Finding: When the Department becomes aware that prospective caregivers have cared for international students, the coordinating agency, responsible for those students, should be contacted for comment on suitability as caregivers.

Response - national

The Department has a clear policy and practice framework for the assessment of potential caregivers. Potential caregivers must consent to a Police check, a medical check with the family GP and two additional general references. Nationally standardised templates mean the department collects consistent information on all potential caregivers. In addition to this the assessing social worker completes an extensive home assessment which includes a comprehensive overview of the potential caregiver's individual, relationship and parenting history.

This review process has identified an issue in relation to the provision of information from Police records. While all criminal conviction information is obtained through the processes outlined above, incidents of domestic violence are not necessarily identified..In some locations there are processes in place for the sharing of POL 400s (the Police record of attendance at domestic incidents) but this is not nationally consistent. As a result of domestic violence issues arising out of the reports into the Department's involvement with Saliel Aplin and Olympia Jetson, work is underway between Child, Youth and Family, Police and Women's Refuge to set up referral processes between the three agencies. The issue of more robust information sharing about family violence incidents will also be addressed as part of this work.

In respect to the existing interface with General Practitioners, personal and medical information has been considered sufficient up until now. Given the issue raised in this review, the Department will be initiating discussion with the Royal NZ College of General Practitioners to facilitate the further development and effectiveness of this process.

Response - Hamilton

As has been noted in the course of the review the Hamilton East and West sites have developed caregiver assessment processes which exceed the national standard and provide additional sources of feedback as to potential caregivers' suitability.

In addition to the application of the national assessment framework the Hamilton office requires a potential caregiver to consent to a social worker contacting the schools attended by their own children with a view to obtaining feedback on their parenting history and style. Potential caregivers are also asked to indicate if they have any history as a caregiver or potential caregiver with any other agency and if so agree to the Department seeking feedback from this source.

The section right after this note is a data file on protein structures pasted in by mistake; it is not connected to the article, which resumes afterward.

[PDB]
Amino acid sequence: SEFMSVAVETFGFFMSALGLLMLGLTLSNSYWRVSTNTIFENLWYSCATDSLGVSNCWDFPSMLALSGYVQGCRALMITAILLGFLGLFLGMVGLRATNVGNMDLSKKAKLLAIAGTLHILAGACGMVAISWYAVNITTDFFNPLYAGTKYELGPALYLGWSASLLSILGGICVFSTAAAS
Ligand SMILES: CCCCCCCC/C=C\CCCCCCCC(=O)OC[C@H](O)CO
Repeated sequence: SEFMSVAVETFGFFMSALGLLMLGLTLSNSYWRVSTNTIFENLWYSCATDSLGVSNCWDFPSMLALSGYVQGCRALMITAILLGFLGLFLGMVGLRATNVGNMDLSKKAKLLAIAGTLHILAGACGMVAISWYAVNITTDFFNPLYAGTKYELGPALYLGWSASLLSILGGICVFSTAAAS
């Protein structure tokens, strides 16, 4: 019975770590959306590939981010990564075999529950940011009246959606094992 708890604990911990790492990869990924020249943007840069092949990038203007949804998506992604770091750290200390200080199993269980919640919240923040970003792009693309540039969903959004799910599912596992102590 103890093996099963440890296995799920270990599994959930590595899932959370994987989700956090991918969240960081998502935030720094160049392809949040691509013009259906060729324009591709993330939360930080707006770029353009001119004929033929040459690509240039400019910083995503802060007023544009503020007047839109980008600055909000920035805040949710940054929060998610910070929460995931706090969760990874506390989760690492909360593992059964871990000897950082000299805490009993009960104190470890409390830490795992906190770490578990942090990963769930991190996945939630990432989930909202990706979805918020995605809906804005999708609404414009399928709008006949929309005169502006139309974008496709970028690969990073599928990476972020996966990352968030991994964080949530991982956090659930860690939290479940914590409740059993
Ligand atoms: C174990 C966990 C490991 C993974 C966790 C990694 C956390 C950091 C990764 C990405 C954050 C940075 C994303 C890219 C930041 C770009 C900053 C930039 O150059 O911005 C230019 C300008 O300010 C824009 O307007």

The Hamilton office has recently introduced a further addition to the assessment process: potential caregivers are requested to attend an interview conducted by a number of senior practice staff, including a departmental psychologist and supervisor or practice manager.

The National assessment processes were fully and appropriately applied in respect to the Waterhouse caregiver assessment and, in addition, the supplementary local processes with the exception of the Assessment Panel were also utilised.

The outcome of all these investigations was that the Department reached a conclusion that the Waterhouses were capable and caring parents who were successfully raising their own children and would have much to offer a foster child.

8. Monitoring of children in placements

Chief Social Worker comments and finding:

Comments: The Department's policy for visiting children in care requires that they are visited and spoken to at least every two months, at a minimum.

Finding: The Department's policy was not followed in this case. Social workers need to be reminded that children in care must be seen at least every two months and they are required to make every effort to do so.

Response - national

The Department's responsibilities in relation to children in care are clearly established in Departmental policy and practice frameworks. Compliance with the minimum requirement is consistently measured and monitored through the Department's professional quality assurance systems.

Notwithstanding the requirement for compliance with this standard, the recent Baseline Review of the Department identified that the social work resource able to be applied to such care management is significantly compromised by the need to manage high levels of new notifications where children or young people are potentially at immediate risk. The development of demand and workload management systems will ensure that practitioners are able to have the time necessary to meet the required standards. Work is already underway in this area through the Baseline Review implementation but it will take some time.

Response - Hamilton

At a local level the need for compliance with minimum visiting standards for children in care is totally supported and social work staff make significant efforts to meet this wherever possible. Local processes have been put in place by supervisors to monitor this requirement and the site has had plans in place for improving this area of practice.

While improvement has been made, in the context of significant increases in notifications requiring follow-up and a high percentage of them requiring an immediacy of response, these efforts can be compromised.

That is not the situation in this case. Two appointments and a number of phone contacts were made with the Waterhouse family, but the two appointments were cancelled by the Waterhouses. Given the presence of the positive caregiver assessment and the absence of concerns, nothing sinister was attributed to the cancellations. In future the department will follow-up cancelled appointments more quickly.

ENDS